“That’s horrible,” said Shayla’s only friend, Janet. “I would never kill my baby.” But when Janet got pregnant the next year, the nuns expelled her. That was the day Shayla dropped out.



She got a dumpy apartment and a waitressing job on the outskirts of Oakland County, Michigan. The middle-aged men at the bar tipped her well when she mixed their Jack and Cokes and 7-and-7s.



That was how she met Karl.



Shayla had her hair tossed over one shoulder in a haggard braid, mopping the floor behind the bar.



“I need another Jack and Coke.”



Karl eyed Shayla in her bent-over position. His stares were so intense that Shayla had trouble looking back at him.



“Another one?” Shayla replied. Her natural voice was thin and high, and it made her sound sweeter and more pliable than the other bartenders. She knew it was why the men liked her.



“One second.” She heaved a sigh and put away the mop.



“You know,” Karl said, “you’re too pretty to be working here.” Shayla flushed, wiping her hands on the tight black V-neck and jeans that was her uniform.



“Where do you live?” Karl asked, his eyes scanning her hips and round, pasty breasts. She yanked her shirt up, thinking she could use a spray tan and some scarlet lipstick.



“Um, I live off Clintonville Road in an apartment,” she said. She didn’t tell him how her little hovel was so close to I-75 she listened to the cars rumbling all night. Or that her roommates smoked crystal meth.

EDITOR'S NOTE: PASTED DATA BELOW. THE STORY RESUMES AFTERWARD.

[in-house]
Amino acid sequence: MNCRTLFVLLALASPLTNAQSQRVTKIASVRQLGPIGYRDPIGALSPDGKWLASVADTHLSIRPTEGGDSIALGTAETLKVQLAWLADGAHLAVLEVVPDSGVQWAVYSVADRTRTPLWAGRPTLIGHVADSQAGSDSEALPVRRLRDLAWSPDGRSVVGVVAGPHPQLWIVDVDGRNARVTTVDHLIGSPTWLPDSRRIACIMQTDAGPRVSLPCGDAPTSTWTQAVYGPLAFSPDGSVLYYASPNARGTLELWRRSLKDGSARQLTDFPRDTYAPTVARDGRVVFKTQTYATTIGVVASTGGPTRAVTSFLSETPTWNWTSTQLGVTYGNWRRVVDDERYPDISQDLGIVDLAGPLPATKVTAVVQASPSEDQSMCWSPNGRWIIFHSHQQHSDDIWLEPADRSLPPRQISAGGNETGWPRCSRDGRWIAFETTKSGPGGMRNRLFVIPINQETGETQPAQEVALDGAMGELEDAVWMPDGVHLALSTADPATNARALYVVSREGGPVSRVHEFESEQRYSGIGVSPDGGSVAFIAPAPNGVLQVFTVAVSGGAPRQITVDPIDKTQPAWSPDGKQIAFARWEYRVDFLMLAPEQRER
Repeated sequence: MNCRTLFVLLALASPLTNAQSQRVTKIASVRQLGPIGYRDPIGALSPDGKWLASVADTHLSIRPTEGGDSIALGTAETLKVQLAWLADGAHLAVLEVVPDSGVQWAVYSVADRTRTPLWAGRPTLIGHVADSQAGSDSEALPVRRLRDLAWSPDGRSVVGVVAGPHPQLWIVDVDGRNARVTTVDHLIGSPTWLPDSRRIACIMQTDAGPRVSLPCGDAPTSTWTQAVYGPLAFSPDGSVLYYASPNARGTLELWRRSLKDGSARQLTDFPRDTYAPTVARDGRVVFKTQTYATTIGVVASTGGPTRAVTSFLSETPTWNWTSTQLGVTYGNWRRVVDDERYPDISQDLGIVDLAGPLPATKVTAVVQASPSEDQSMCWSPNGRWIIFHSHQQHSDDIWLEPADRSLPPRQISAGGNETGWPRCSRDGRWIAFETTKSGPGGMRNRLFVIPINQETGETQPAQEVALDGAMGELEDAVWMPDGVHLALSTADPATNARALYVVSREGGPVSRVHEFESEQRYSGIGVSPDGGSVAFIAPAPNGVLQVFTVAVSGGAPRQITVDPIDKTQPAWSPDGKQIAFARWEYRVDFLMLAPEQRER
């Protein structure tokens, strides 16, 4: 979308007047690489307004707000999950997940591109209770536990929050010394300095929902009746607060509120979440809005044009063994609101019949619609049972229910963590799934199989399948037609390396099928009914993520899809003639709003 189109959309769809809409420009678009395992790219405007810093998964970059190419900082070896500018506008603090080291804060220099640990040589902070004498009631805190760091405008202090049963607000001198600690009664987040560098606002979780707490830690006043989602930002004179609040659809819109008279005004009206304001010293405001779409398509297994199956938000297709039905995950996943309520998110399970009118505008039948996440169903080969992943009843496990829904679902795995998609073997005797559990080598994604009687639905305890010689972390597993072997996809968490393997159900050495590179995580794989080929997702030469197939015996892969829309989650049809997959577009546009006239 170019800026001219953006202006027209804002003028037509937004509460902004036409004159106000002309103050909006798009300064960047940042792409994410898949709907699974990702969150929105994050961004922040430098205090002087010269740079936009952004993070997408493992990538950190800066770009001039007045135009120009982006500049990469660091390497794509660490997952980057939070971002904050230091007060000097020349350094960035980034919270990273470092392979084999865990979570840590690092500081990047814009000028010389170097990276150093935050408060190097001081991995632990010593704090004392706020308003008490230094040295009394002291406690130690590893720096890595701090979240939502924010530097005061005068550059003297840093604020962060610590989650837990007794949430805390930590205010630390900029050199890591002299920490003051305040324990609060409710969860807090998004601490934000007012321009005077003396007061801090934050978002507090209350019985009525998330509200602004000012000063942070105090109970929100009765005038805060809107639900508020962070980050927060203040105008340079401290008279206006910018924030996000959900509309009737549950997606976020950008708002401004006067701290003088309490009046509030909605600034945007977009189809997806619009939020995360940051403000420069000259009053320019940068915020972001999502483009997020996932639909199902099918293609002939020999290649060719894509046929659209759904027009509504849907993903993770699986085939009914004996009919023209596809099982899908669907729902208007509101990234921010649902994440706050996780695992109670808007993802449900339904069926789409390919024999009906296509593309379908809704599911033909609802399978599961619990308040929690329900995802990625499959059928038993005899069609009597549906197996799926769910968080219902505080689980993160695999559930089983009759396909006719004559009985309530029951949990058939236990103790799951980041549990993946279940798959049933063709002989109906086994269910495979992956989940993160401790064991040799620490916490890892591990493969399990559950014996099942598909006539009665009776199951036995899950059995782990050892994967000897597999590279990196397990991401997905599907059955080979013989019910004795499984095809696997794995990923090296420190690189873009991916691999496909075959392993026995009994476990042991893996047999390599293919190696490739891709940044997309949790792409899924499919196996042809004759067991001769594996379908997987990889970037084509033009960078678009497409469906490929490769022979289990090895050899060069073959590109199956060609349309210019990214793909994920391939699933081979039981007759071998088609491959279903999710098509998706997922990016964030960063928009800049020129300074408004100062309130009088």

“You have nice curves, nice hair.”



Shayla tugged at her sweaty braid, wondering if he was kidding.



“If you want to serve drinks at a classier place, call me.” He slipped a business card across the bar.



She read it, wide-eyed. “You own the Henhouse?” It was a chain of middlebrow strip joints—not nice clubs, but nice enough.



“Yeah,” Karl said. “But you’re too sweet to be a dancer. I’d make you a cocktail waitress.”



A few weeks later she took him up on his offer. A few weeks after that, he offered her the guest bedroom at his sprawling McMansion on Lake Pontiac.



“My girls all live with me for a while,” he told her. “I’ll take good care of you.” He handed her a credit card with his name on it. He told her to make her hair blonder, her alabaster skin bronzer, and her nails long, red, and fake.